How Do We Get Experienced, Accomplished Teachers into High-Need Schools?
If a master designer had created American education as we know it, he would have to be a Robin Hood in reverse, taking from the poor and giving to the rich. American students with all of the advantages of wealth are disproportionately taught by the best prepared, most experienced and most accomplished teachers, while students living in poverty with the greatest educational needs are disproportionately taught by novice teachers who were poorly prepared and who receive inadequate support. As a consequence, the teachers in high poverty schools turn over at a high rate, making it difficult for these schools to improve. From a variety of different perspectives, our panel will address two vital questions: What are the systemic causes of this mismatch of educational resources and educational need? What policies could be adopted to remedy this mismatch, and attract experienced, accomplished teachers into schools with high educational need?
Richard Ingersoll, Professor of Education and Sociology; Board of Overseers Chair of Education, Education Policy Division, Graduate School of Education, University of Pennsylvania Powerpoint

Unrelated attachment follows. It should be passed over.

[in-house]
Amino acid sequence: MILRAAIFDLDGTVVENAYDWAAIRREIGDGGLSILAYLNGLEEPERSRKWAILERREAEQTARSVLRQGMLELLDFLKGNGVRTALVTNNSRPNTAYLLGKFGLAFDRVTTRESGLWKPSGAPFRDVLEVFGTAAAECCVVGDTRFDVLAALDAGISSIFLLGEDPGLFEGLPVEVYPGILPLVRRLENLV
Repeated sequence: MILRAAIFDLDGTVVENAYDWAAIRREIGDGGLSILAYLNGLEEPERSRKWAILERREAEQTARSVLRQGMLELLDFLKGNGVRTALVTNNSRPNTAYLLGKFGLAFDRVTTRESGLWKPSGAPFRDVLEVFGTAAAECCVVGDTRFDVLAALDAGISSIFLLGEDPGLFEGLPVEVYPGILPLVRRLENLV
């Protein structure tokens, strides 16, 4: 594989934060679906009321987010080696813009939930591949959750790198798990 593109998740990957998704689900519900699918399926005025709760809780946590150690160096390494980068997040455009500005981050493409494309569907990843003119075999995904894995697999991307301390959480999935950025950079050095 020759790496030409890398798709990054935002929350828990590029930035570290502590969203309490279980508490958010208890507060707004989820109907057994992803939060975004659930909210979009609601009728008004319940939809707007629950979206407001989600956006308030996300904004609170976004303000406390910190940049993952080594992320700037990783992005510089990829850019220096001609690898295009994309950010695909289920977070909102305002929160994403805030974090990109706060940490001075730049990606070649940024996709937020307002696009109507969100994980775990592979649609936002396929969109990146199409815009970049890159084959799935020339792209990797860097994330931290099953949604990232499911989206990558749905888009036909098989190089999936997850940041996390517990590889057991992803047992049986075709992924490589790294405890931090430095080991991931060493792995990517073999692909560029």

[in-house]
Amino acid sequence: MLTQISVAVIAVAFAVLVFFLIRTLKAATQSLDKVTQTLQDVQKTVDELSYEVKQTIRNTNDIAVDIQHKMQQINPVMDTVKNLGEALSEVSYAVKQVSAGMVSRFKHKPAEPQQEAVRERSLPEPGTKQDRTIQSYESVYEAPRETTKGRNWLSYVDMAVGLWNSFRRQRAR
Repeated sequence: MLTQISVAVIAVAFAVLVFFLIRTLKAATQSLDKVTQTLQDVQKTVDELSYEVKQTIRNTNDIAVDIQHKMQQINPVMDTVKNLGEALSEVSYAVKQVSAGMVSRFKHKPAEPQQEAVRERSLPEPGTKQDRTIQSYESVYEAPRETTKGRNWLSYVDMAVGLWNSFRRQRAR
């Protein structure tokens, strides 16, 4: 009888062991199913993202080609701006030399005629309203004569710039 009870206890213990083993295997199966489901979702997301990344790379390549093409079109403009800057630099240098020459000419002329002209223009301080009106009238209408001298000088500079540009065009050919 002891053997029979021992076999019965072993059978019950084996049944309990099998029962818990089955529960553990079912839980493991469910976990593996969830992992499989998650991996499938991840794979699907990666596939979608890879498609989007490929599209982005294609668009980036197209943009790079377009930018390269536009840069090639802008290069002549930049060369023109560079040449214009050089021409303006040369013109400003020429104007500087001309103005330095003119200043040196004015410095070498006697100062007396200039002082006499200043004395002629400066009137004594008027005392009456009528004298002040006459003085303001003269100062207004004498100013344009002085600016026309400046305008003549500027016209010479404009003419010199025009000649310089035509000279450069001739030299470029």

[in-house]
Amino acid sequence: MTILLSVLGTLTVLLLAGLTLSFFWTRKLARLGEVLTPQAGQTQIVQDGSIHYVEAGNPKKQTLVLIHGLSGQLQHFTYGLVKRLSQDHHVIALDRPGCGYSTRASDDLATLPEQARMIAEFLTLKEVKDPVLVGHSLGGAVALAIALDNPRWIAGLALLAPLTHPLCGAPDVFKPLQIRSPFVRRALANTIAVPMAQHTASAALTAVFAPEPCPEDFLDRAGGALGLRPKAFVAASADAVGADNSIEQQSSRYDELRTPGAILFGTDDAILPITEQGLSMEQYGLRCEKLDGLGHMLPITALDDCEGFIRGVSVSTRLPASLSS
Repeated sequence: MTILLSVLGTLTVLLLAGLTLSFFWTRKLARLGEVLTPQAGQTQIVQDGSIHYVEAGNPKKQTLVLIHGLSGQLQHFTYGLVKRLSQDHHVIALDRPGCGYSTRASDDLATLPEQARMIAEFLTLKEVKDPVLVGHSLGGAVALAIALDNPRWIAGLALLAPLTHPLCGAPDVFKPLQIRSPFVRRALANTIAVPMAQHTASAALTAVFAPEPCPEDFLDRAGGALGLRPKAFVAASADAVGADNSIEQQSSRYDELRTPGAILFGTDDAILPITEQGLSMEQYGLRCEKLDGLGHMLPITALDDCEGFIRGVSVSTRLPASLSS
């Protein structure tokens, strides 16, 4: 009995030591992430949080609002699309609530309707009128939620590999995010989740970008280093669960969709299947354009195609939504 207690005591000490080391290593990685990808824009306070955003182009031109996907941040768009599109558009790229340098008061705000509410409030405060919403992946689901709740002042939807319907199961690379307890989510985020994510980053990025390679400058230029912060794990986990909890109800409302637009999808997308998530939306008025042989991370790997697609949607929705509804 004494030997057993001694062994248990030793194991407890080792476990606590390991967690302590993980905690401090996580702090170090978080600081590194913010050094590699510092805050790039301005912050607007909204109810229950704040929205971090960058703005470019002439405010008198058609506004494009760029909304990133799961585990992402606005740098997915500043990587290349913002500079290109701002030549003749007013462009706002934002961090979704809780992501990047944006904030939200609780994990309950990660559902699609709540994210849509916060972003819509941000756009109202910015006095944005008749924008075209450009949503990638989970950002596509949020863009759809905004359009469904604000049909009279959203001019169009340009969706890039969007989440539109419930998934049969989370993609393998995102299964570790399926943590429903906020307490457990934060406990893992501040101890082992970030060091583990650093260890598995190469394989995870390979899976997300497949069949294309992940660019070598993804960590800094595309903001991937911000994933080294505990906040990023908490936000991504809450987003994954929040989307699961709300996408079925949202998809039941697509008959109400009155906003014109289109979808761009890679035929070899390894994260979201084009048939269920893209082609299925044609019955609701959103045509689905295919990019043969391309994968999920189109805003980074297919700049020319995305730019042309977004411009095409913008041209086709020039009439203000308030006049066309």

Helen Ladd, Susan B. King Professor of Public Policy; professor of economics, Sanford School of Public Policy, Duke University Powerpoint
Peter McWalters, former Rhode Island Commissioner of Elementary and Secondary Education; former Superintendernt of Schools, City School District of Rochester, NY; former Interim Strategic Initiative Director, Education Workforce
Mary Cathryn Ricker, Executive Vice President, American Federation of Teachers; Board Member, Albert Shanker Institute
Moderator: Marla Ucelli-Kashyap, Assistant to the President for Educational Issues, American Federation of Teachers
Sponsored by the Albert Shanker Institute and the American Federation of Teachers, this conversation series is designed to engender lively and informative discussions on important educational issues. We deliberately invite speakers with diverse perspectives, including views other than those of the AFT and the Albert Shanker Institute. What is important is that these participants are committed to genuine engagement with each other.
Today, American democracy is in crisis, and voter suppression is at the center of that crisis. There is ample evidence that it has been used to thwart the democratic will of “we the people” in a different states and in a number of recent elections. Our panel gathers not to belabor the self-evident – that voter suppression is morally wrong and injurious to democracy – but to discuss, from a variety of perspectives, what we should be doing to end it.